True direction and constant direction

The concept of direction is complicated by that fact that azimuth, or true direction, is one thing and constant direction is another. Let's compare these two ideas, using London and New Delhi as an example.

The azimuth from London to New Delhi is about 80 degrees. That value persists, however, only for a measurement made at London. As you follow that great circle arc toward New Delhi, the azimuth value changes with respect to your local meridian.

Therefore, as you follow an oblique arc, the angle at which you intercept meridians changes with your latitude. The only great circles of constant azimuth are the equator and the meridians.

In the graphic below, a line of true direction from London to New Delhi is shown in red. As the local meridian changes along the arc, so does the azimuth value.

In 1), the azimuth is measured with respect to the prime meridian. In 2), the projection is recentered and the azimuth is measured with respect to the 30°E meridian. In 3), the projection is again recentered, and the azimuth is measured with respect to the 60°E meridian. The arc of true direction doesn't change; all that changes is the angle at which it intercepts each meridian. (The projection used here is the Gnomonic, in which all great circles project as straight lines.)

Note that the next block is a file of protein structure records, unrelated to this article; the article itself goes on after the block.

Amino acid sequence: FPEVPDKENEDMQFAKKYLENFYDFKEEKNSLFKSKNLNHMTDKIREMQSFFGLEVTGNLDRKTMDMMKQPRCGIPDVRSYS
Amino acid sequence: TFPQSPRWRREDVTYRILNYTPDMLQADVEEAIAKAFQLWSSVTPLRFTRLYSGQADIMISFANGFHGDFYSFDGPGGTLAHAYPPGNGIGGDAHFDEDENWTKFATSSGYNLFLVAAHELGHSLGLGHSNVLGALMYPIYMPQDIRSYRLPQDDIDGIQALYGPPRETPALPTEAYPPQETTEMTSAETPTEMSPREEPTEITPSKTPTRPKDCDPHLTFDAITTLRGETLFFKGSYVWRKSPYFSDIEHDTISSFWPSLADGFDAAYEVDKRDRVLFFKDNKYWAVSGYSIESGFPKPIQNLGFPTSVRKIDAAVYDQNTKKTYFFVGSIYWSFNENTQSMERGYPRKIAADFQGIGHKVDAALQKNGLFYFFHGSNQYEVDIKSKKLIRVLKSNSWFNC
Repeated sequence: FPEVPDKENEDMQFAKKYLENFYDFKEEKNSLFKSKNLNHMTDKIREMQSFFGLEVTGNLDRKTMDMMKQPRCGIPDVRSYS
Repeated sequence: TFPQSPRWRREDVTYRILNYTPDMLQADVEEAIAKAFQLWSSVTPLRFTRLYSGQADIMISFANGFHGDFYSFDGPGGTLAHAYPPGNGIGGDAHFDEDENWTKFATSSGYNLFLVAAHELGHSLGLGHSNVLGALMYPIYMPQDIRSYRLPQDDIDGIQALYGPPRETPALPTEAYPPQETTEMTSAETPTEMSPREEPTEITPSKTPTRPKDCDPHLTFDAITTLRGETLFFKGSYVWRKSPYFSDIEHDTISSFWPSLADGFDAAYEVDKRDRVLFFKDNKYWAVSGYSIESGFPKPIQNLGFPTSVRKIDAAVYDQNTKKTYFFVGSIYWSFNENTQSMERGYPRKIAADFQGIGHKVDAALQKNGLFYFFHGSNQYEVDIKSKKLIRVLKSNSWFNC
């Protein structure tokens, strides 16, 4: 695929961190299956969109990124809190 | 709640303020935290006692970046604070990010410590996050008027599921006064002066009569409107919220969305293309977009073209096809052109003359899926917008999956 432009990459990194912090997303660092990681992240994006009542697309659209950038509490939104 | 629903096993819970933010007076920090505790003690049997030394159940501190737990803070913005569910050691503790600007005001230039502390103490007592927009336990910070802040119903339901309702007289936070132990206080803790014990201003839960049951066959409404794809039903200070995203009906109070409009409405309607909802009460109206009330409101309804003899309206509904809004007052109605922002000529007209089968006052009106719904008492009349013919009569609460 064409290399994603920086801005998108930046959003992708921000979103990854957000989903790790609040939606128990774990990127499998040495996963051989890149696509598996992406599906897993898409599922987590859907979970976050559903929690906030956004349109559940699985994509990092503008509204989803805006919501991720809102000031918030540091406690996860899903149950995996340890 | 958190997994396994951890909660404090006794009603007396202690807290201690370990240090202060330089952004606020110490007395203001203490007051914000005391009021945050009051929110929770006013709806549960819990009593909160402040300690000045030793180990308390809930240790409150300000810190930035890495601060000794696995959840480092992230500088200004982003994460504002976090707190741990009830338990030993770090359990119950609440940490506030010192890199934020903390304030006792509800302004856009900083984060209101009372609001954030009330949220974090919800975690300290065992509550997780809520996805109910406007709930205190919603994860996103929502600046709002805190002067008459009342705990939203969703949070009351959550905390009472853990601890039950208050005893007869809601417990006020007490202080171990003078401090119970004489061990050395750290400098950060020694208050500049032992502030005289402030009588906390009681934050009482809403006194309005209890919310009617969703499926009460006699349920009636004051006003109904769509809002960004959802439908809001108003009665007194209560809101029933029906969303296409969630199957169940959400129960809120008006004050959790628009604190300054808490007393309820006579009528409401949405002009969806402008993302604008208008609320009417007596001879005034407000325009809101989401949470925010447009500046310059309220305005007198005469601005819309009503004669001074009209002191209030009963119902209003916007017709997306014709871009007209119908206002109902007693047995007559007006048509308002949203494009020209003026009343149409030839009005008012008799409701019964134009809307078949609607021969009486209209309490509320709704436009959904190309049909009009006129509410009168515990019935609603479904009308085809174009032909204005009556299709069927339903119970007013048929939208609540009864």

For navigators, a line of true direction is a headache—it's the shortest way from A to B, but you have to keep changing your compass bearings to stay on course.

A line of constant direction (also called a rhumb line or loxodrome) is an alternative way to get from A to B. It's not a great circle arc, so it's not the shortest route, but it's easier to navigate because it crosses every meridian at the same angle. You just follow a constant compass heading—say, 45 degrees—and eventually you get to your destination.

The most famous constant direction map is the Mercator. On it, every rhumb line is projected as a straight line.

On a Mercator projection, all straight lines, like the blue line from London to New Delhi, are lines of constant direction. A bearing of 111° (measured clockwise from north) takes you from London to New Delhi. The azimuthal line is shown in red.

On an azimuthal map, lines of constant direction are projected as curves.

A Gnomonic projection. The red line is azimuth; the blue line is constant direction. The true distance from London to New Delhi is about 6,730 kilometers. Along the rhumb line, it is about 7,015 kilometers.